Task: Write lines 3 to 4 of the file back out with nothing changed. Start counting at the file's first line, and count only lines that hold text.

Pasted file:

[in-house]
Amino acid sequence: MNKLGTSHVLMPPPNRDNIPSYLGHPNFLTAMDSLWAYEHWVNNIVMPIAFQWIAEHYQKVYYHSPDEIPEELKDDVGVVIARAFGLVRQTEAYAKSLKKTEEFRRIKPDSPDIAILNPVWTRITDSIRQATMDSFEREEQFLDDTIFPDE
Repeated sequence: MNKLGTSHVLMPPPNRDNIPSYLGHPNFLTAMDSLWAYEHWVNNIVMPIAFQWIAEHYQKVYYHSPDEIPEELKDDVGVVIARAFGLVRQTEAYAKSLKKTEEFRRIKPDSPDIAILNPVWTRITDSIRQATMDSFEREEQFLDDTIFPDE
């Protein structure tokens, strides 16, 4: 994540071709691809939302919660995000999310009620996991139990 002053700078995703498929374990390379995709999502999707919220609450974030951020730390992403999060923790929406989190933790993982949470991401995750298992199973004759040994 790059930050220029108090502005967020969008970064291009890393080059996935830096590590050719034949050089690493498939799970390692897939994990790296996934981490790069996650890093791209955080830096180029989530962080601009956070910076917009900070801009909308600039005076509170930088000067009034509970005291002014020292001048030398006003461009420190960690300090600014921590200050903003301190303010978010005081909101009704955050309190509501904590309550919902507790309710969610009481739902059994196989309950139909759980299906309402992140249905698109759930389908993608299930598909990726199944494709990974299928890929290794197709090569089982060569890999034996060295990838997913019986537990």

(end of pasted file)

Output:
Repeated sequence: MNKLGTSHVLMPPPNRDNIPSYLGHPNFLTAMDSLWAYEHWVNNIVMPIAFQWIAEHYQKVYYHSPDEIPEELKDDVGVVIARAFGLVRQTEAYAKSLKKTEEFRRIKPDSPDIAILNPVWTRITDSIRQATMDSFEREEQFLDDTIFPDE
């Protein structure tokens, strides 16, 4: 994540071709691809939302919660995000999310009620996991139990 002053700078995703498929374990390379995709999502999707919220609450974030951020730390992403999060923790929406989190933790993982949470991401995750298992199973004759040994 790059930050220029108090502005967020969008970064291009890393080059996935830096590590050719034949050089690493498939799970390692897939994990790296996934981490790069996650890093791209955080830096180029989530962080601009956070910076917009900070801009909308600039005076509170930088000067009034509970005291002014020292001048030398006003461009420190960690300090600014921590200050903003301190303010978010005081909101009704955050309190509501904590309550919902507790309710969610009481739902059994196989309950139909759980299906309402992140249905698109759930389908993608299930598909990726199944494709990974299928890929290794197709090569089982060569890999034996060295990838997913019986537990």